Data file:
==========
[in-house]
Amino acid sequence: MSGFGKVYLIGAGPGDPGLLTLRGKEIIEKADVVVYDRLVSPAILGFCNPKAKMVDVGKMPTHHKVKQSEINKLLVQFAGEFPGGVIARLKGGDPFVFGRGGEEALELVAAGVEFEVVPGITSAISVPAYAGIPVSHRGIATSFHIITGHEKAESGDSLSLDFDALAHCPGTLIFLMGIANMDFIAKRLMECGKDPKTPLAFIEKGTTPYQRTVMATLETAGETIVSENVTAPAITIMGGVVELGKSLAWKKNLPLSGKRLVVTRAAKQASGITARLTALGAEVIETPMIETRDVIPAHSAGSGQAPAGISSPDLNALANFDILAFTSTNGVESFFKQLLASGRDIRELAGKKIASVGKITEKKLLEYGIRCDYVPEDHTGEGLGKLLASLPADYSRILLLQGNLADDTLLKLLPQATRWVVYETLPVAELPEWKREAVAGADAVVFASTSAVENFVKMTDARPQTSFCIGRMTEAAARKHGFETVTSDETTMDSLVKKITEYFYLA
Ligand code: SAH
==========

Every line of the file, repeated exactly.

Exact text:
[in-house]
Amino acid sequence: MSGFGKVYLIGAGPGDPGLLTLRGKEIIEKADVVVYDRLVSPAILGFCNPKAKMVDVGKMPTHHKVKQSEINKLLVQFAGEFPGGVIARLKGGDPFVFGRGGEEALELVAAGVEFEVVPGITSAISVPAYAGIPVSHRGIATSFHIITGHEKAESGDSLSLDFDALAHCPGTLIFLMGIANMDFIAKRLMECGKDPKTPLAFIEKGTTPYQRTVMATLETAGETIVSENVTAPAITIMGGVVELGKSLAWKKNLPLSGKRLVVTRAAKQASGITARLTALGAEVIETPMIETRDVIPAHSAGSGQAPAGISSPDLNALANFDILAFTSTNGVESFFKQLLASGRDIRELAGKKIASVGKITEKKLLEYGIRCDYVPEDHTGEGLGKLLASLPADYSRILLLQGNLADDTLLKLLPQATRWVVYETLPVAELPEWKREAVAGADAVVFASTSAVENFVKMTDARPQTSFCIGRMTEAAARKHGFETVTSDETTMDSLVKKITEYFYLA
Ligand code: SAH